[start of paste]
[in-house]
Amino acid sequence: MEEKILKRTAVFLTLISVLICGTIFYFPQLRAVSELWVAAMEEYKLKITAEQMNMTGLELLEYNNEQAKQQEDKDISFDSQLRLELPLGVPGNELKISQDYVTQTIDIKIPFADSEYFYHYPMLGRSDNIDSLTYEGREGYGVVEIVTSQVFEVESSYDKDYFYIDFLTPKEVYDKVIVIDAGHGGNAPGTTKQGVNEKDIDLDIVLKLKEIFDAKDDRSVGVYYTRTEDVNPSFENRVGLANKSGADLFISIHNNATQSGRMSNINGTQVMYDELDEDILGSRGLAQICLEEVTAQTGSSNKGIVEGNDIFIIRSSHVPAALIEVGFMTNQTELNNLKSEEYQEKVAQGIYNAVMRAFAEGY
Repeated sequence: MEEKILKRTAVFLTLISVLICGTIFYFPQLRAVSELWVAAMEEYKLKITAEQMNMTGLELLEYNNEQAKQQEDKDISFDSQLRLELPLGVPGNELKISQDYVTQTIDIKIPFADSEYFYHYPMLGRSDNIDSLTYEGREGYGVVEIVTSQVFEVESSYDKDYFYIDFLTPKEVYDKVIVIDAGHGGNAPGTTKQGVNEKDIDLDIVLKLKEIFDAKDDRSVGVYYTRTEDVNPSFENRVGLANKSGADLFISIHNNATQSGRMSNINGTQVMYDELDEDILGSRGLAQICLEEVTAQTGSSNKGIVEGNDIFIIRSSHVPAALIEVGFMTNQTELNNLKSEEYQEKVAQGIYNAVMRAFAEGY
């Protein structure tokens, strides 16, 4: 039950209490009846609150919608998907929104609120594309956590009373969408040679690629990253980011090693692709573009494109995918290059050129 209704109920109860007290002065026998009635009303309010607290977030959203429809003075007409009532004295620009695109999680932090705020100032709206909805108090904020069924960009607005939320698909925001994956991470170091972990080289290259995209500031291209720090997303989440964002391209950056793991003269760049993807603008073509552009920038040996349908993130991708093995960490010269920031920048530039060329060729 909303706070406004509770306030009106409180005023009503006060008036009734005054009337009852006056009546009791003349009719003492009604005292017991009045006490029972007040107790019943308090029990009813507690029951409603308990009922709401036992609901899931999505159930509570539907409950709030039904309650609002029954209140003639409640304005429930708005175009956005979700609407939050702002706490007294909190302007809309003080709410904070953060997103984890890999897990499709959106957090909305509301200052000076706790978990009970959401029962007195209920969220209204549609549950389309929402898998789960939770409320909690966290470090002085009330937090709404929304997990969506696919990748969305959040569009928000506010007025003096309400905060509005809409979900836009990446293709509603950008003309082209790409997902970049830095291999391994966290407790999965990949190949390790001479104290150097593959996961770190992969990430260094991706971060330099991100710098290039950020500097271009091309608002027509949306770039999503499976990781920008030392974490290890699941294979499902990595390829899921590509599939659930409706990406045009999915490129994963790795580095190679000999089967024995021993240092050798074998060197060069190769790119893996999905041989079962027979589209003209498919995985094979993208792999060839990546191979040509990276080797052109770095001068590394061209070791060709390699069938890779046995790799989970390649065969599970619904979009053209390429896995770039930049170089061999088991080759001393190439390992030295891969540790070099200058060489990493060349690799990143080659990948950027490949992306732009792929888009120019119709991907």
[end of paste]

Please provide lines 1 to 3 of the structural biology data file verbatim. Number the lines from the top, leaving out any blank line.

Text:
[in-house]
Amino acid sequence: MEEKILKRTAVFLTLISVLICGTIFYFPQLRAVSELWVAAMEEYKLKITAEQMNMTGLELLEYNNEQAKQQEDKDISFDSQLRLELPLGVPGNELKISQDYVTQTIDIKIPFADSEYFYHYPMLGRSDNIDSLTYEGREGYGVVEIVTSQVFEVESSYDKDYFYIDFLTPKEVYDKVIVIDAGHGGNAPGTTKQGVNEKDIDLDIVLKLKEIFDAKDDRSVGVYYTRTEDVNPSFENRVGLANKSGADLFISIHNNATQSGRMSNINGTQVMYDELDEDILGSRGLAQICLEEVTAQTGSSNKGIVEGNDIFIIRSSHVPAALIEVGFMTNQTELNNLKSEEYQEKVAQGIYNAVMRAFAEGY
Repeated sequence: MEEKILKRTAVFLTLISVLICGTIFYFPQLRAVSELWVAAMEEYKLKITAEQMNMTGLELLEYNNEQAKQQEDKDISFDSQLRLELPLGVPGNELKISQDYVTQTIDIKIPFADSEYFYHYPMLGRSDNIDSLTYEGREGYGVVEIVTSQVFEVESSYDKDYFYIDFLTPKEVYDKVIVIDAGHGGNAPGTTKQGVNEKDIDLDIVLKLKEIFDAKDDRSVGVYYTRTEDVNPSFENRVGLANKSGADLFISIHNNATQSGRMSNINGTQVMYDELDEDILGSRGLAQICLEEVTAQTGSSNKGIVEGNDIFIIRSSHVPAALIEVGFMTNQTELNNLKSEEYQEKVAQGIYNAVMRAFAEGY